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Old 05-19-2005, 12:40 PM   #61
davem
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Join Date: Aug 2002
Location: In the home of lost causes, and forsaken beliefs, and unpopular names,and impossible loyalties
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davem is battling Black Riders on Weathertop.davem is battling Black Riders on Weathertop.
Quote:
Originally Posted by Bb
First of all, it is, I think, an error to claim that we should ignore the unconscious baggage because it gets in the way of the discussion here or because we can't do anything about it. In fact, such a proceeding represents a willful blindness to the main point.
We must put on one side, ignore, discount from our discussion anything that we cannot know, & anything which is unconscious is unknown. To be able to bring anything into our discusion we must be conscious of it. We have conscious 'baggage' & possibly unconscious baggage, but if it is unconscious the most we can say about it is that it may or may not exist. If we start speculating about something as tenuous as that, & what effect it may or may not have on our reading then we will definitely get sidetracked down a blind alley to a dead end that leads us nowhere fast & we'll find ourselves up the creek without a paddle.

Quote:
The issue is that very often the complete and full intentions of the author cannot be fully revealed in any one reading. This is particularly so in the case of an author such as Tolkien whose credo was to make many things implicit rather than explicit: he wanted actively participating readers, for in action lies moral achievement. Nor does this reader model assume that the reader has nothing to learn or refuses to learn, but merely rehashes his or her own prior knowledge.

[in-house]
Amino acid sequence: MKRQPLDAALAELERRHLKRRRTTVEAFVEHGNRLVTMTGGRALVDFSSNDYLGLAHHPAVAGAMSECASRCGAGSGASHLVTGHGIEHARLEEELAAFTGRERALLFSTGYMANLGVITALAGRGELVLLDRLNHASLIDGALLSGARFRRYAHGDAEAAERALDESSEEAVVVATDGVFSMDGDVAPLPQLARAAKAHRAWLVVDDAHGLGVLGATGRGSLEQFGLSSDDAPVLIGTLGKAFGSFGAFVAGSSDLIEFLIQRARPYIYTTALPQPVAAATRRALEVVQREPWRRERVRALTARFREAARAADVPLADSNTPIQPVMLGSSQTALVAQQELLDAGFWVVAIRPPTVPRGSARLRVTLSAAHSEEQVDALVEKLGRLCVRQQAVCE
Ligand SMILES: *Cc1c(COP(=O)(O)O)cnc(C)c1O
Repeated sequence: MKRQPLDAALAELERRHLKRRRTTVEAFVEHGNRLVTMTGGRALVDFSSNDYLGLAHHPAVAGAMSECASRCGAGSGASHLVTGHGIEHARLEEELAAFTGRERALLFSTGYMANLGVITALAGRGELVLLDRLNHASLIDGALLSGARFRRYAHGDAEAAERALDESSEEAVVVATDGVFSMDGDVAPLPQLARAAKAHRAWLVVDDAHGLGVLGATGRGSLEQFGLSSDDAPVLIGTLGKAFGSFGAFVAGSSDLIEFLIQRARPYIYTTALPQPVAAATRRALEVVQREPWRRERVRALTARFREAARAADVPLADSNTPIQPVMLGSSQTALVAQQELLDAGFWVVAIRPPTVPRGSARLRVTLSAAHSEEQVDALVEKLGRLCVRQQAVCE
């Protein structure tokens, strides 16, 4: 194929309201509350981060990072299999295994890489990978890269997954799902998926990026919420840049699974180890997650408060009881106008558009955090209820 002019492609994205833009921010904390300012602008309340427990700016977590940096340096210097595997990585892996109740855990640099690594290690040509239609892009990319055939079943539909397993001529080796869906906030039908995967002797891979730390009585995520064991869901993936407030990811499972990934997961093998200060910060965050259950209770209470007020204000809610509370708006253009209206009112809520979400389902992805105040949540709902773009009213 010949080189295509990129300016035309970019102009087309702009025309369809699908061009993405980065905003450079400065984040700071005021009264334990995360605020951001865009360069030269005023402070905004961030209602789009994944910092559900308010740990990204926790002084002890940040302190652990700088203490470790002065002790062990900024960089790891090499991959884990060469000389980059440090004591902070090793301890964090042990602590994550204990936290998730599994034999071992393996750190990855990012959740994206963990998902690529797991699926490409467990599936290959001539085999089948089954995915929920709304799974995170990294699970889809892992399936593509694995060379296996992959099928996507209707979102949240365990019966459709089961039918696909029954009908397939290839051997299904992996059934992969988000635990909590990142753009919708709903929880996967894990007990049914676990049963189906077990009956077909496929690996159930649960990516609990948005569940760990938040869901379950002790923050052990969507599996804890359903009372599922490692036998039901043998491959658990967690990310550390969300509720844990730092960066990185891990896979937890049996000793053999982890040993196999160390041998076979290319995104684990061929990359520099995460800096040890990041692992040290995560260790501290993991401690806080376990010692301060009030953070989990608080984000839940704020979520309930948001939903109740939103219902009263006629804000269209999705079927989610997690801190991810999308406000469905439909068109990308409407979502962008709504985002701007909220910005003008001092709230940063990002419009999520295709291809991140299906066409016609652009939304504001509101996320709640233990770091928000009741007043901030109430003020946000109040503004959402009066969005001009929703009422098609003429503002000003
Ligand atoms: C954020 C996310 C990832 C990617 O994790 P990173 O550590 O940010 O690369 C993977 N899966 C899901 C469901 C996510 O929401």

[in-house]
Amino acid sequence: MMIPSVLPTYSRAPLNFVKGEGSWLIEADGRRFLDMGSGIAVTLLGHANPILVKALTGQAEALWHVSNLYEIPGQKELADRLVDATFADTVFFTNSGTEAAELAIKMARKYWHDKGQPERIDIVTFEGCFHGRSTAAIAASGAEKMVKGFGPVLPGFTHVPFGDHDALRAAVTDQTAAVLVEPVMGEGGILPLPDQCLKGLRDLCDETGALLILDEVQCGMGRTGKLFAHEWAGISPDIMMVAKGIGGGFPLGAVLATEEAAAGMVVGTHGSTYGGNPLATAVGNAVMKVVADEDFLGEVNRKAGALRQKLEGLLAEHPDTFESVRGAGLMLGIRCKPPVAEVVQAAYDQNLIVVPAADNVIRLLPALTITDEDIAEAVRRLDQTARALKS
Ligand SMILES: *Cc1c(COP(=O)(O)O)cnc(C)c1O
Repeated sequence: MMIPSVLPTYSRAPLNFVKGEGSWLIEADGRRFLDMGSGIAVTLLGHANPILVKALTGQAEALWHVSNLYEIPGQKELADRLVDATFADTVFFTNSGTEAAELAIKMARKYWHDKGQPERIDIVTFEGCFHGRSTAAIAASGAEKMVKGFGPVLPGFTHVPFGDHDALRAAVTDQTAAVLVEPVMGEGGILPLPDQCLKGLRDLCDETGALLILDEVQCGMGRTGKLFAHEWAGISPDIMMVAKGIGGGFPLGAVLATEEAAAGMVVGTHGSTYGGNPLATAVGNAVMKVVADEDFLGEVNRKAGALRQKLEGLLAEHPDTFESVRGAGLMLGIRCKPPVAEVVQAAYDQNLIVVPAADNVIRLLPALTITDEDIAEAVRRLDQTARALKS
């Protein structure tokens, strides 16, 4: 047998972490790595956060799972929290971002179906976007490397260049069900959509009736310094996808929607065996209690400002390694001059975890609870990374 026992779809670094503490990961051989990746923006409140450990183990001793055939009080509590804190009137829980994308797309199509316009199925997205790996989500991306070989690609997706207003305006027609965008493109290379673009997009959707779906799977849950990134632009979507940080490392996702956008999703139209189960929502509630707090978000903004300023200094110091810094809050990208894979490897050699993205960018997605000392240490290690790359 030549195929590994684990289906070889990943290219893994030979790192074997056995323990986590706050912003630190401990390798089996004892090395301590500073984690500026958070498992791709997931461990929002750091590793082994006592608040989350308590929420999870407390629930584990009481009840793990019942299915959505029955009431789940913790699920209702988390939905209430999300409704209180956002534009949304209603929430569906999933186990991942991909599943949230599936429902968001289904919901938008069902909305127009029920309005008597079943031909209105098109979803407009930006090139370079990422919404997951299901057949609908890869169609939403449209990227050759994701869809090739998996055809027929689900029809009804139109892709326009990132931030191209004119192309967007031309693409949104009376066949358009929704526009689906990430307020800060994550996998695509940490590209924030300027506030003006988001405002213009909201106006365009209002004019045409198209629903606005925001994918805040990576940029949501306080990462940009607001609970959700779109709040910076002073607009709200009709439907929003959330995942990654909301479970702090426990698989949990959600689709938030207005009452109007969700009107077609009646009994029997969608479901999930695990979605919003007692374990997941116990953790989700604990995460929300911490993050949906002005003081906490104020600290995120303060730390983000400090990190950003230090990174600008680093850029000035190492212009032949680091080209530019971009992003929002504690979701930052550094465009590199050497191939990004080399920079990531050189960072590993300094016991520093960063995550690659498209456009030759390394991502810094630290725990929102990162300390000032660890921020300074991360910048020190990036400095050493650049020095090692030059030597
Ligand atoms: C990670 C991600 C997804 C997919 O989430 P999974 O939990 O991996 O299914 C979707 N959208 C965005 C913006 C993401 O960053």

I'm sure I said earlier that in the first instance we should try & simply experience the art as a ding an sich. Then we should attempt to discover what the author intended to communicate to us, & finally bring in our own ideas & interpretations.

Quote:
The model you propose is based on logical and psychological impossibilties. It is impossible for the reader to completely wipe out his or her identity and be acted upon solely by a text.
I think I also stated this earlier - all I've ever said is that as far as we are able we should open ourselves to the direct experience of the art itself - in the first instance, if only so that we have some chance of distinguishing what the artist is bringing to the party & what we are bring to it.

A secondary world must not be dependent on the primary world in order to make sense. If it requires us to analyse & interpret it in order for it to make sense then the sub creator has failed, & produced an allegory to some degree or other. All I'm saying is that we should attempt, in the first instance, to experience & participate in the art as fully as we can, & we do that by leaving as much of our (conscious - ie the stuff were aware of rather than the stuff which may or may not exist) baggage at the door.
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